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Career advice for becoming a chef

post #1 of 9
Thread Starter 

Hi I am looking for some good advice,


I have recently decided that I want to become a chef, I am 26 and have been to uni studying subjects which I now have no desire to follow up as a career choice and I have realised that I always enjoyed working in kitchens and I am very enthusiastic about cooking and would rate myself as a pretty decent cook.


I need a window to enter into the catering industry and not sure what my best route would be, as most jobs seem to either advertise for either a kitchen porter or an actual trained chef. I need ideally a position which would allow we to work my way up to become fully trained but not require the experience to start with.


Any suggestions on what I could do from here would be appreciated.

post #2 of 9

As I say in every one of these threads.... before wasting money on a school to become a chef, go work in a restaurant for a year. Trust me, its NOT for everyone.

post #3 of 9
Thread Starter 

I have worked in kitchens alot and I love it

post #4 of 9

Well in that case, good luck! 


Apply to every position possible. Even if you think you won't get it, apply anyway. Talk to people, make connections. A lot of times you can get your foot in the door by just 'knowing' someone. If you have to, start out in prep. Show desire to learn everything, and I mean everything. People who work hard and WANT to be there advance quicker then people who are just there for a paycheck. 


Do you want to go to culinary school? Its expensive considering what people who work in restaurants make. But maybe cost isn't for you. Culinary school will give you a good base of information and it certainly helps to have it on your resume, but experience and desire to me speaks louder then schooling (not everyone feels this way, trust me). 


Where do you live? Are you in a big city or a small town?

post #5 of 9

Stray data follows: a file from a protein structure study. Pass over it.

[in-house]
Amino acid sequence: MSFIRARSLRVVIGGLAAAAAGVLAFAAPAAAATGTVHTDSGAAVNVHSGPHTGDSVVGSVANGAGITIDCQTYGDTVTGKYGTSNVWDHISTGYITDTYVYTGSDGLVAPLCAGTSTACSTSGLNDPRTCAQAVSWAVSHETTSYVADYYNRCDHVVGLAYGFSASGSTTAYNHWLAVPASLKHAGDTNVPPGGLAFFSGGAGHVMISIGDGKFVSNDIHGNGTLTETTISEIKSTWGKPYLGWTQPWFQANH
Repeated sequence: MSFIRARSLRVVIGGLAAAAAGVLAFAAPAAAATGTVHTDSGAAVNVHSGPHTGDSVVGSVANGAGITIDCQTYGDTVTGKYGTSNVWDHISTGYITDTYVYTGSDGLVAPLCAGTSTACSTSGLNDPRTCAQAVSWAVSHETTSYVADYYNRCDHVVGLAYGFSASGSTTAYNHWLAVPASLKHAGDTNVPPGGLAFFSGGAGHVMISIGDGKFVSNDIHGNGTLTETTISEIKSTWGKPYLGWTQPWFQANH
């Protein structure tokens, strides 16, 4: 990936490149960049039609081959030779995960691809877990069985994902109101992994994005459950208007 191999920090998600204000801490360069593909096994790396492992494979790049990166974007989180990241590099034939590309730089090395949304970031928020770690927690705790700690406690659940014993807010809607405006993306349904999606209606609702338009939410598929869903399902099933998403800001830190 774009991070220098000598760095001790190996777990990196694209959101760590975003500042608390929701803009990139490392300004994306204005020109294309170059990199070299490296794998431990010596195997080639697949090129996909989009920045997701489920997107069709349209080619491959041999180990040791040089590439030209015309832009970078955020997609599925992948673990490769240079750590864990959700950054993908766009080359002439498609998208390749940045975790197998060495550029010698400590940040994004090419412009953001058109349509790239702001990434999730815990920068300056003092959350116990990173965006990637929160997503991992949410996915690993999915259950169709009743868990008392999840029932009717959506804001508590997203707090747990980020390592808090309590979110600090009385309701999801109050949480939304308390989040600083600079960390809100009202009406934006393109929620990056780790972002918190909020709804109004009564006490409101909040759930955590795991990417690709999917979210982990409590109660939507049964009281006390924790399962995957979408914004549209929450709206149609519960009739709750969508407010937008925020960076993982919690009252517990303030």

Thread Starter 

I live in Leeds, there are quite a few good restaurants in town, maybe I should hand my CV in to a few of them? Is this a good idea or should I just apply for posted jobs online?

post #6 of 9

A lot of people suggest not going to culinary school and working instead. Yes, you will be more skilled if you spend time in a real kitchen rather than school, especially if you find a decent kitchen to learn in. However--getting a good job is all about connections. Good culinary school = an externship in a good restaurant = a chance to make good connections.

post #7 of 9

Joe, If you have worked in kitchens a lot then you have experience. I would not hand them a CV unless you have a good year of recent experience in a professional kitchen. Instead I work on a letter of intention. I would try and figure out what point of view you have on food. What kinds of food are you interested in making and learning about. You need to have a focus. I would work a year in the best kitchen you can get into and study your ass off on your free time. If it were me and I was able to do it I would give up all the things in my personal life for a couple years and just learn at every chance you have. CIA puts out some amazing books, buy whole tenderloin at costco and break them down. Buy whole fish and break them down. All this will cost a good amount of money and you will not be able to do that and have a social life on $9 an hour. IMHO, you can buy a lot of books and amazing ingredients to work with for the $40k you will spend on school. If I did not want to open my own place in a few years I would not be thinking about culinary school. 



post #8 of 9
Thread Starter 

Thankyou that is good advice,


I have actually found a possible job, however its with a chain restaurant called strada, they cook Italian food. The only thing is, is this guna be ideal for me or not, if someone could take a look at the site and see what you think. 




post #9 of 9

Its relatively hard to give you advice on this subject. You know you enjoy being in the kitchen, but what type of kitchen was it? Was it privately owned or corporation. As I live here in the states, I dont know much about Strada, but from the website it seems it is a corporation. Are you willing to go in and do the same thing everyday? Or would you succeed in a place that wants some feedback and takes ideas from their staff? These are all things you need to consider before you decide where you want to work. Just picking a place to work at because you need a steady income, doesn't always mean success.

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